[11/23/16] A federal safety agency is urging cell phone and electronic device makers to design products to minimize the potential for driver distraction.
In new voluntary guidelines released Wednesday, the National Highway Traffic Safety Administration (NHTSA) called for the creation of a “driver mode” for smart phones and other portable devices that are used while driving.
The goal is to curb road deaths and injuries resulting from smartphone-based distractions, such as texting, phone calls and social media.
Regulators point to the historic spike in traffic fatalities last year, when 35,092 people died on U.S. roads. The NHTSA estimates that 10 percent of those deadly crashes involved at least one distracted driver.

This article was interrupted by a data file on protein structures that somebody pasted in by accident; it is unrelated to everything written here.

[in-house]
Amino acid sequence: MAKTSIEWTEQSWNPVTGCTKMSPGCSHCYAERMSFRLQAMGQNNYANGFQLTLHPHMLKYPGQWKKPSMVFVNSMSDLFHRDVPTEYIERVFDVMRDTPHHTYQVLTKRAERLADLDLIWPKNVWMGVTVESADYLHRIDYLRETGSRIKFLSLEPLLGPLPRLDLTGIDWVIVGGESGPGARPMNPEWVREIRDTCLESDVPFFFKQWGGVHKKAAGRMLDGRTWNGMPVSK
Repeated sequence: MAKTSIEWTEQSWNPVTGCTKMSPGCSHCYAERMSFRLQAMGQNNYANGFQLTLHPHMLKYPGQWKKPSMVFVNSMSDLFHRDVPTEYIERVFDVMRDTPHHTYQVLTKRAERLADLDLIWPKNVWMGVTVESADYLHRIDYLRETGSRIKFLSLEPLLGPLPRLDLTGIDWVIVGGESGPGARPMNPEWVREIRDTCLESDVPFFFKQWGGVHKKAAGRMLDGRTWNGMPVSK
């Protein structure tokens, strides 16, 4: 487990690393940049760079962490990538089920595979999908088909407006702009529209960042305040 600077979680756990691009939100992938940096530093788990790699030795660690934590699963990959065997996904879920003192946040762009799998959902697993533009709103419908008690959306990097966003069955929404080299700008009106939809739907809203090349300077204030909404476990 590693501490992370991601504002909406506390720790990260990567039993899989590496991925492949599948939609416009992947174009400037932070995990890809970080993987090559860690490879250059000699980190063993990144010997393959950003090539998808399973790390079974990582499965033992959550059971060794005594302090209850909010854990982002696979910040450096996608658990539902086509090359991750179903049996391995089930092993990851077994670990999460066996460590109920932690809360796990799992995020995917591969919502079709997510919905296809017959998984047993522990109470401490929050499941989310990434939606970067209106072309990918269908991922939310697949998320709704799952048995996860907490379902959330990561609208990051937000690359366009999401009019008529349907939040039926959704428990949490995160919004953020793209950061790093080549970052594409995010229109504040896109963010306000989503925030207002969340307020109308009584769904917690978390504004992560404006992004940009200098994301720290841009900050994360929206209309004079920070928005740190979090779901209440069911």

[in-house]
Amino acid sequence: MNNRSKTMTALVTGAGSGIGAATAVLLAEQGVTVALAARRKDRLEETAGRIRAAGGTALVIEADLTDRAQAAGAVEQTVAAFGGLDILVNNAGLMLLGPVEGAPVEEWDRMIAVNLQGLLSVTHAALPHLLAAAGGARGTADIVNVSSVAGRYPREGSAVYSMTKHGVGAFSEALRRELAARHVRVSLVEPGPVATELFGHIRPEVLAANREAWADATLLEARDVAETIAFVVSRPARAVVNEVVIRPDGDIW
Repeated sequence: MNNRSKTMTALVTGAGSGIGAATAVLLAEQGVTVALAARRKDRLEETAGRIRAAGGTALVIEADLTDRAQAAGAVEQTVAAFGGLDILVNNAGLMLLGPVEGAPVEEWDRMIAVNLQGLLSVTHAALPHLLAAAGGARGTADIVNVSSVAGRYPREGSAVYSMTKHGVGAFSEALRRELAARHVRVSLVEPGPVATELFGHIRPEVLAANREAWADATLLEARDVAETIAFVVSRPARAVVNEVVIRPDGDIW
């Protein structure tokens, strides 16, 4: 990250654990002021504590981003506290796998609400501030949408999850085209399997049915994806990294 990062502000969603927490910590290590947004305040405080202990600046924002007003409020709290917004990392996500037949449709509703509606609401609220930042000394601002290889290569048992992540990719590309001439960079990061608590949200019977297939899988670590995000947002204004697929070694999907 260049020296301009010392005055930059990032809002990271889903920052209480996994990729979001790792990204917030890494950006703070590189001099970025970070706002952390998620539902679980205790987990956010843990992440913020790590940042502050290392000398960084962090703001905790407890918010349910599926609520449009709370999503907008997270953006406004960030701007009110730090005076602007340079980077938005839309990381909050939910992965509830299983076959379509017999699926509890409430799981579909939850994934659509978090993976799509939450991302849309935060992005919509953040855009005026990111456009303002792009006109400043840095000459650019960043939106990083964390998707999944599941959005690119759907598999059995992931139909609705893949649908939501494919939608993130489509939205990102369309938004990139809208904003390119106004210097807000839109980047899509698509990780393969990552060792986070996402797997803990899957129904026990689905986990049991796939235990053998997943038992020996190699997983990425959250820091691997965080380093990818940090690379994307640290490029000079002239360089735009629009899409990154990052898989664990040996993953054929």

“As millions of Americans take to the roads for Thanksgiving gatherings, far too many are put at risk by drivers who are distracted by their cell phones,” said Transportation Secretary Anthony Foxx in a statement. “These commonsense guidelines, grounded in the best research available, will help designers of mobile devices build products that cut down on distraction on the road.”
The NHTSA is proposing a driver mode that would disable most of a mobile phone’s functions while driving, with the exception of navigation and music apps.
The guidelines also encourage manufacturers to implement features such as pairing, where a portable device is linked to a vehicle’s infotainment system. The NHTSA says the feature helps limit the amount of time that a driver’s eyes are off the road.
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